The living room, which once brimmed with incessant chatter in the evenings with family members surrounding the television, has gone silent.
Resting in his armchair, an ageing Mr. Biswas, a South Delhi resident, reminisces, “Those days, evenings would be time for family reunion, my sons would come back from work, daughters would prepare tea and snacks and all of us would sit together in front of the television to watch Chitrahaar (a popular musical show in the 80s on national television). Now, my wife and I seldom visit our children settled in different parts of the country”.
A joint family is on a disintegrating path ever since society graduated into an age of technological advance, changing gender roles and better employment opportunities. Interdependence on each other in large families seems to have been replaced by independent living and self-sufficient attitude.
Living together under one roof which was once about shared values and harmonious co-existence, today raises questions on adjustment and compromise. Couples post weddings settle down away from their in-laws and relatives to avoid what they now call an ‘intrusion’ into their conjugal space that decades back did not mean the same.
When Meenu Mehrotra, writer and blogger, shifted into a nuclear setup in Dubaiafter spending years in a joint family, she found the transition to be a favourable one. “The decision to separate from family was not a conscious but circumstantial one. My mother-in-law passed away, brother(s)-in-law got married and I too started to discover the author in me. A joint family is a lot of fun but I’d had my fill and wanted space,” she asserts. However, the absence of the comforts of living together leaves her sad at times. “During my first pregnancy, I was pampered, spoilt for choice and had co-operative in-laws who put up with my mood swings. I missed that warmth the time when I was expecting my second child,” sighs Meenu.
Unlike her, Mrunalini Deshmukh, an endocrinologist in U.S.A took time to start an independent life with her husband. She attributes her 14 years of successful medical career to her joint family. “I grew up to be a compassionate and altruistic physician because of a culture fostered by my family,” she says. Mrunalini agrees to have experienced a liberating setting post marriage but soon wanted to move back. “During my training period, my family and in-laws’ involuntary decision to stay with my kids without hesitation helped me imagine a fulfilling career,” says Mrunalini. Medical research shows how more than diet, exercise, genes or location; a family-oriented lifestyle ensures a healthy life. Mrunalini informs, “As a physician, I have observed that patients, struggling with decision-making, conflict management or illness, recover better when they come from a joint family.”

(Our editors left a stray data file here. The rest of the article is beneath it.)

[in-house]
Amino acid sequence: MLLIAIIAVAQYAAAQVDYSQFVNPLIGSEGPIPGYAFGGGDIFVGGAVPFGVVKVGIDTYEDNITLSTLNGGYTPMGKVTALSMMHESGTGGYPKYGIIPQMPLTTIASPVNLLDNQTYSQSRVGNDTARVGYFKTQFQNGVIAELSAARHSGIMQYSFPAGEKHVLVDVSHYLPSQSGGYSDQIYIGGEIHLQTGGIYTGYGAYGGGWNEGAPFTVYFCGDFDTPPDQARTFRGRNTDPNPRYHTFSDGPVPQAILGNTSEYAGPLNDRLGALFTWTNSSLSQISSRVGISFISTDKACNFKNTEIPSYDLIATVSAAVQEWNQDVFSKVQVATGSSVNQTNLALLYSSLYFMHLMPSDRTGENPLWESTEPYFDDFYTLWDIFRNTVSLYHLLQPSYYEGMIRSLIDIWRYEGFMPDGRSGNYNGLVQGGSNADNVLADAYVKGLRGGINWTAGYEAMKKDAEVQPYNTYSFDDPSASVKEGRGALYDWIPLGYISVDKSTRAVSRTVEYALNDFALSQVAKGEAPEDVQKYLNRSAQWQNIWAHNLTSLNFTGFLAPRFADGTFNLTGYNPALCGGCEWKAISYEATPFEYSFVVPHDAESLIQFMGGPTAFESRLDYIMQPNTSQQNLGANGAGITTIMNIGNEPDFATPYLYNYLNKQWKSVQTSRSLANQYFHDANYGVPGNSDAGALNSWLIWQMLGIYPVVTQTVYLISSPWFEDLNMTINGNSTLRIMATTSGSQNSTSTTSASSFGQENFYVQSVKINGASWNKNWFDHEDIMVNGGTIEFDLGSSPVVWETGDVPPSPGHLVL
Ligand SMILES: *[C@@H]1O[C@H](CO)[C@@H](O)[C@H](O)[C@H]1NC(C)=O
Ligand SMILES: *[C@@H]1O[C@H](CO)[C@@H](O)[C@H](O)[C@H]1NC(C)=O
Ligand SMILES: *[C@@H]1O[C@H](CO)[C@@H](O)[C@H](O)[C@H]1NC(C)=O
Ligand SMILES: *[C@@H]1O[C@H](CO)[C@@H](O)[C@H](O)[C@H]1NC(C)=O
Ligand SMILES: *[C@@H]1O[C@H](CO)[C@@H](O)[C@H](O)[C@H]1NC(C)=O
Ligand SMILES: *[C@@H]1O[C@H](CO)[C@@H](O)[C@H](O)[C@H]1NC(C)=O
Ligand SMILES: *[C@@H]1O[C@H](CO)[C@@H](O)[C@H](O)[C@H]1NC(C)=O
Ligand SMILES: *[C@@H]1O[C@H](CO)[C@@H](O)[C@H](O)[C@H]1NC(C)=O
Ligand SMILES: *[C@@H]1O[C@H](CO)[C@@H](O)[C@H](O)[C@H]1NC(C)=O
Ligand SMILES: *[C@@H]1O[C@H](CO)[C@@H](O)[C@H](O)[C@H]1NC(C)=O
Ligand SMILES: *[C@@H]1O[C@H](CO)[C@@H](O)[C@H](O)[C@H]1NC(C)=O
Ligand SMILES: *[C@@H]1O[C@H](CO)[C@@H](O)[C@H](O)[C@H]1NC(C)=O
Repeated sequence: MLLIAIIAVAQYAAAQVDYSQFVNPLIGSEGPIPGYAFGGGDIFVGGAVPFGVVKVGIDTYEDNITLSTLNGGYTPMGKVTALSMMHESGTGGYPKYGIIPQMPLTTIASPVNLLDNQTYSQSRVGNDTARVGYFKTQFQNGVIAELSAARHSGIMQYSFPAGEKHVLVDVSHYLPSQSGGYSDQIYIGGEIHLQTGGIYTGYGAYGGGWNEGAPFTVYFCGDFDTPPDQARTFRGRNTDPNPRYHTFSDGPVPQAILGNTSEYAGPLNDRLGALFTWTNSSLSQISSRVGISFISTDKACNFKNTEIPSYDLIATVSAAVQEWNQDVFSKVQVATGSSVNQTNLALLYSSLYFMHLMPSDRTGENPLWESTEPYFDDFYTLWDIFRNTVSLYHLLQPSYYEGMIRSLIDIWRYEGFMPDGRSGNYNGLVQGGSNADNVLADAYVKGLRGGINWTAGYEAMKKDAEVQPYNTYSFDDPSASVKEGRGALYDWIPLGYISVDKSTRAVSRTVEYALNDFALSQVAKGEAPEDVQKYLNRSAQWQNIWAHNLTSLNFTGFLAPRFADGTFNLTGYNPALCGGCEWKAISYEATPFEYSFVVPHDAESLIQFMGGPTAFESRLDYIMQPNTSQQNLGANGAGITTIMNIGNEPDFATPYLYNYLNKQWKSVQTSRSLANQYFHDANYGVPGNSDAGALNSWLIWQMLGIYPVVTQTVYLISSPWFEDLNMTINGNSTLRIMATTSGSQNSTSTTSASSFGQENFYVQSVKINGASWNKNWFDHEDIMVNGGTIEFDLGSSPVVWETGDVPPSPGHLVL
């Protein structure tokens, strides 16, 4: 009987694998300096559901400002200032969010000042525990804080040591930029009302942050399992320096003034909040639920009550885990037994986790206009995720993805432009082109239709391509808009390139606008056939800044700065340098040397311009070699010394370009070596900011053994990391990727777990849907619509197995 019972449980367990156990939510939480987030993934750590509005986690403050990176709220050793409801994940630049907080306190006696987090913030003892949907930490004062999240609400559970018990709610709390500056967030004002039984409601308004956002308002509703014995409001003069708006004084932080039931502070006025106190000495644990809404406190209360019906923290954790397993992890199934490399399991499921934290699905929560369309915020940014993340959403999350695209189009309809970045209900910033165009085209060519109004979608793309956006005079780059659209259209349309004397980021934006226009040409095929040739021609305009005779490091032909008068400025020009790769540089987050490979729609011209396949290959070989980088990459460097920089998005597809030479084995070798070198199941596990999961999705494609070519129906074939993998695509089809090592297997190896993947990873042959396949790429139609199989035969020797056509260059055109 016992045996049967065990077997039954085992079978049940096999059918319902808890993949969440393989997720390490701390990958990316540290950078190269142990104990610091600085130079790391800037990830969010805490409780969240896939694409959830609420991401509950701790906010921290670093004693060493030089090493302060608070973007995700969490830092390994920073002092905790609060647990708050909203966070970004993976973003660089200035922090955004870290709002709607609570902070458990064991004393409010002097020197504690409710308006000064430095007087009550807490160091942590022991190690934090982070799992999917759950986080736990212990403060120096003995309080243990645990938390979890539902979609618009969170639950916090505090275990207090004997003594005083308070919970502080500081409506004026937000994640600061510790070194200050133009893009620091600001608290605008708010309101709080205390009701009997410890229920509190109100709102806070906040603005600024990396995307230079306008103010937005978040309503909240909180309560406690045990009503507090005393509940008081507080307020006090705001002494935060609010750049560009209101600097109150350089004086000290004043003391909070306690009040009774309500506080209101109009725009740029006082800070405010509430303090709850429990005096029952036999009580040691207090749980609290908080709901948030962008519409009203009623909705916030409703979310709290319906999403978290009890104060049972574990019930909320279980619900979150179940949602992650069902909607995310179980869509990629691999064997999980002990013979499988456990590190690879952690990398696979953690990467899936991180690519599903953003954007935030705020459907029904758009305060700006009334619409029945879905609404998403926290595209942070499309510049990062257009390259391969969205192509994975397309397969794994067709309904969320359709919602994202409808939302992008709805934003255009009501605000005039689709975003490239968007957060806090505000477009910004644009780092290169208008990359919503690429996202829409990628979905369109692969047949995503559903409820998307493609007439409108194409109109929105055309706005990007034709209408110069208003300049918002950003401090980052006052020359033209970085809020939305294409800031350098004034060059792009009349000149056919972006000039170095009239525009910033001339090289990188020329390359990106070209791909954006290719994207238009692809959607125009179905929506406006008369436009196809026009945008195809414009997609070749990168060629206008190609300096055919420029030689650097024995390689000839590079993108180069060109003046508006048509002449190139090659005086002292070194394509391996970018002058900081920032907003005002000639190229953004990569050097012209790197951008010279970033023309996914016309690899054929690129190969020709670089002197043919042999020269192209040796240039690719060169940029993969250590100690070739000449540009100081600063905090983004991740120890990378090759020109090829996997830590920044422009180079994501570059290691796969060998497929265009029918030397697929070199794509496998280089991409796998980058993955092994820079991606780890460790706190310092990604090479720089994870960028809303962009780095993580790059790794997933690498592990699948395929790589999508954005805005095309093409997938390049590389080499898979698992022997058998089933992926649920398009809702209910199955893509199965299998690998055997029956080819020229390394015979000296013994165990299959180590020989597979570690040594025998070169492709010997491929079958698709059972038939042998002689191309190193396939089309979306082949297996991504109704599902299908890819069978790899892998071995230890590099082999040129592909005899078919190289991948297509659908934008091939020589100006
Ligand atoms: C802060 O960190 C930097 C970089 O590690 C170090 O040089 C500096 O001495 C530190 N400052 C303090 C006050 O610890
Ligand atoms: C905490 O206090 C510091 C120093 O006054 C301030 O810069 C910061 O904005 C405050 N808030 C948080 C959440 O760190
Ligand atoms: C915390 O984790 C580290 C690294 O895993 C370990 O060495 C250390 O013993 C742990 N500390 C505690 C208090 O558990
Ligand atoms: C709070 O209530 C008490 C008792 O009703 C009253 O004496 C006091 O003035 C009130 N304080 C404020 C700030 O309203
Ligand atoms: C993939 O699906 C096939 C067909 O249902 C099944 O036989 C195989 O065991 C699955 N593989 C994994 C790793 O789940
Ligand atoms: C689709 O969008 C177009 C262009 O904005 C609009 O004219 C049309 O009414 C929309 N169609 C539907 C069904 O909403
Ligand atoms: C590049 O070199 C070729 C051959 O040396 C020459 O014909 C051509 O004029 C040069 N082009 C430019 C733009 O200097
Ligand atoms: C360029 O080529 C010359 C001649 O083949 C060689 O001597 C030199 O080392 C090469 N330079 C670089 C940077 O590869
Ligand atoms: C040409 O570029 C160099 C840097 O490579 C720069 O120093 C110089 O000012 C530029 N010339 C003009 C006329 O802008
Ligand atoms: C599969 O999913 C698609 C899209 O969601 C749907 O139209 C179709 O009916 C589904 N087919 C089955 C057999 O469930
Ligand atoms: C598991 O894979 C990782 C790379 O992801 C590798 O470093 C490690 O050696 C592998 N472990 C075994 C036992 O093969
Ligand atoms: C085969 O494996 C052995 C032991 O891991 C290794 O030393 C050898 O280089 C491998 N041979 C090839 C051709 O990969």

It is often perceived that the percentage of couples that come to discuss their marriages on the brink of dissolution to psychologists and doctors seems to be more from nuclear than joint families. The reason being, as Dr. Kamal Khurana, marriage counsellor points out, “Couples part of joint families have seniors and elders to confide in as opposed to the ones coming from a single unit who find aid in us.” As a note of caution he adds, “It is important that elders in family respect the autonomy of the couple and not impose diktats that may impede the relationship. Dictatorship and mentorship are two separate things and should never be mixed.”
To believe that familial ties are unbreakable in cases where members are living together too can be bit of a misnomer.
TV actress, Simone Singh for instance who has always lived in a nuclear family, tells us why. For her, the effort put into a relationship precedes the setup. “Both institutions come with great values and responsibilities. One cannot be judged better than the other. It’s not just sharing the same land; there are people who live like strangers even within a joint family. More than structural proximity, it is how you conduct a relationship that matters most,” she avers.
Every social structure dissolves and takes a new shape. Families entering new systems indicate a sign of thinking and evolving culture. Explaining this emerging phenomenon, actor and film maker Sudeshna Roy feels, “Little condominiums are the new face of joint families wherein every family living in independent housing estates/flats contribute in the well-being of extended families.”
Staying away or close, the spirit of togetherness in a family should remain alive, forever!